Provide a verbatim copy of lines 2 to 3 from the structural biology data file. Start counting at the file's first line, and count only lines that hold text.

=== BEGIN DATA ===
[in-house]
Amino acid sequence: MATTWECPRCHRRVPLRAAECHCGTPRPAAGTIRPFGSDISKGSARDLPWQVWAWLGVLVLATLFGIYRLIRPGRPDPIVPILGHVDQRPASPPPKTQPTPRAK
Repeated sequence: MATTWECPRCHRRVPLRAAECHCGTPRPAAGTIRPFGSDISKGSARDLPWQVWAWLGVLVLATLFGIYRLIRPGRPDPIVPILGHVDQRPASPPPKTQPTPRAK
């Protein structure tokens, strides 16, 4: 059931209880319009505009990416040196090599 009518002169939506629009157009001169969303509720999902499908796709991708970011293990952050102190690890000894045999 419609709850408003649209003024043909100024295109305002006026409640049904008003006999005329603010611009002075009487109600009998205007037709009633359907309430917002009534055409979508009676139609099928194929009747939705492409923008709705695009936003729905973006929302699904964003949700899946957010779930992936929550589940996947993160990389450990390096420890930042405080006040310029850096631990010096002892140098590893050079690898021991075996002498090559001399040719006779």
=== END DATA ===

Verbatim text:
Amino acid sequence: MATTWECPRCHRRVPLRAAECHCGTPRPAAGTIRPFGSDISKGSARDLPWQVWAWLGVLVLATLFGIYRLIRPGRPDPIVPILGHVDQRPASPPPKTQPTPRAK
Repeated sequence: MATTWECPRCHRRVPLRAAECHCGTPRPAAGTIRPFGSDISKGSARDLPWQVWAWLGVLVLATLFGIYRLIRPGRPDPIVPILGHVDQRPASPPPKTQPTPRAK